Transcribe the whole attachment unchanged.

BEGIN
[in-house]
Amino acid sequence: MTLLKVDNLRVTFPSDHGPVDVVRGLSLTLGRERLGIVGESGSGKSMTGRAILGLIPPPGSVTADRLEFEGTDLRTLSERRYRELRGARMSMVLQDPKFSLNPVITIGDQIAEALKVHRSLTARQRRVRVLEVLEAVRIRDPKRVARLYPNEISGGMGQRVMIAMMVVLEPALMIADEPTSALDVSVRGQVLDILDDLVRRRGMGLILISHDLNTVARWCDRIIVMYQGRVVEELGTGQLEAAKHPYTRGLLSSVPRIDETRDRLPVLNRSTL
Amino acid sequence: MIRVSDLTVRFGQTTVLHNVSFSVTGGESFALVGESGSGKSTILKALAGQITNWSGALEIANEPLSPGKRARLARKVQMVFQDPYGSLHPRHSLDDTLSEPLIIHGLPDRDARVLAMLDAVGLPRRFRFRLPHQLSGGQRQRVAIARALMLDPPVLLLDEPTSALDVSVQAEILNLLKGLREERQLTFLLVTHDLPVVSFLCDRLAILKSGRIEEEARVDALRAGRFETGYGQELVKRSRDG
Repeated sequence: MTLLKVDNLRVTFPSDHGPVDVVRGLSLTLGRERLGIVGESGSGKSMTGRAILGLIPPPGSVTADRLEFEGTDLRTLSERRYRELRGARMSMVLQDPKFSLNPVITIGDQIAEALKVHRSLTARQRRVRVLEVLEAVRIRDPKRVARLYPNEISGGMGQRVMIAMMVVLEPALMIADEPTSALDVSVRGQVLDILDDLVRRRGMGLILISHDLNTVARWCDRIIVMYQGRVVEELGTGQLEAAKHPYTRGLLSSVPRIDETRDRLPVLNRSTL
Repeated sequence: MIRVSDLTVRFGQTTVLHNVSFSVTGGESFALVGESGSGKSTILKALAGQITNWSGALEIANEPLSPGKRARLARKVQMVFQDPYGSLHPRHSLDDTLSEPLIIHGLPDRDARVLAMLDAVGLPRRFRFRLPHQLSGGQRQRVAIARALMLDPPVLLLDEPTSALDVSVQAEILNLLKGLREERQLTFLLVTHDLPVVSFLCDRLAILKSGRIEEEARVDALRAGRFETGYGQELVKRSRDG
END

[in-house]
Amino acid sequence: MTLLKVDNLRVTFPSDHGPVDVVRGLSLTLGRERLGIVGESGSGKSMTGRAILGLIPPPGSVTADRLEFEGTDLRTLSERRYRELRGARMSMVLQDPKFSLNPVITIGDQIAEALKVHRSLTARQRRVRVLEVLEAVRIRDPKRVARLYPNEISGGMGQRVMIAMMVVLEPALMIADEPTSALDVSVRGQVLDILDDLVRRRGMGLILISHDLNTVARWCDRIIVMYQGRVVEELGTGQLEAAKHPYTRGLLSSVPRIDETRDRLPVLNRSTL
Amino acid sequence: MIRVSDLTVRFGQTTVLHNVSFSVTGGESFALVGESGSGKSTILKALAGQITNWSGALEIANEPLSPGKRARLARKVQMVFQDPYGSLHPRHSLDDTLSEPLIIHGLPDRDARVLAMLDAVGLPRRFRFRLPHQLSGGQRQRVAIARALMLDPPVLLLDEPTSALDVSVQAEILNLLKGLREERQLTFLLVTHDLPVVSFLCDRLAILKSGRIEEEARVDALRAGRFETGYGQELVKRSRDG
Repeated sequence: MTLLKVDNLRVTFPSDHGPVDVVRGLSLTLGRERLGIVGESGSGKSMTGRAILGLIPPPGSVTADRLEFEGTDLRTLSERRYRELRGARMSMVLQDPKFSLNPVITIGDQIAEALKVHRSLTARQRRVRVLEVLEAVRIRDPKRVARLYPNEISGGMGQRVMIAMMVVLEPALMIADEPTSALDVSVRGQVLDILDDLVRRRGMGLILISHDLNTVARWCDRIIVMYQGRVVEELGTGQLEAAKHPYTRGLLSSVPRIDETRDRLPVLNRSTL
Repeated sequence: MIRVSDLTVRFGQTTVLHNVSFSVTGGESFALVGESGSGKSTILKALAGQITNWSGALEIANEPLSPGKRARLARKVQMVFQDPYGSLHPRHSLDDTLSEPLIIHGLPDRDARVLAMLDAVGLPRRFRFRLPHQLSGGQRQRVAIARALMLDPPVLLLDEPTSALDVSVQAEILNLLKGLREERQLTFLLVTHDLPVVSFLCDRLAILKSGRIEEEARVDALRAGRFETGYGQELVKRSRDG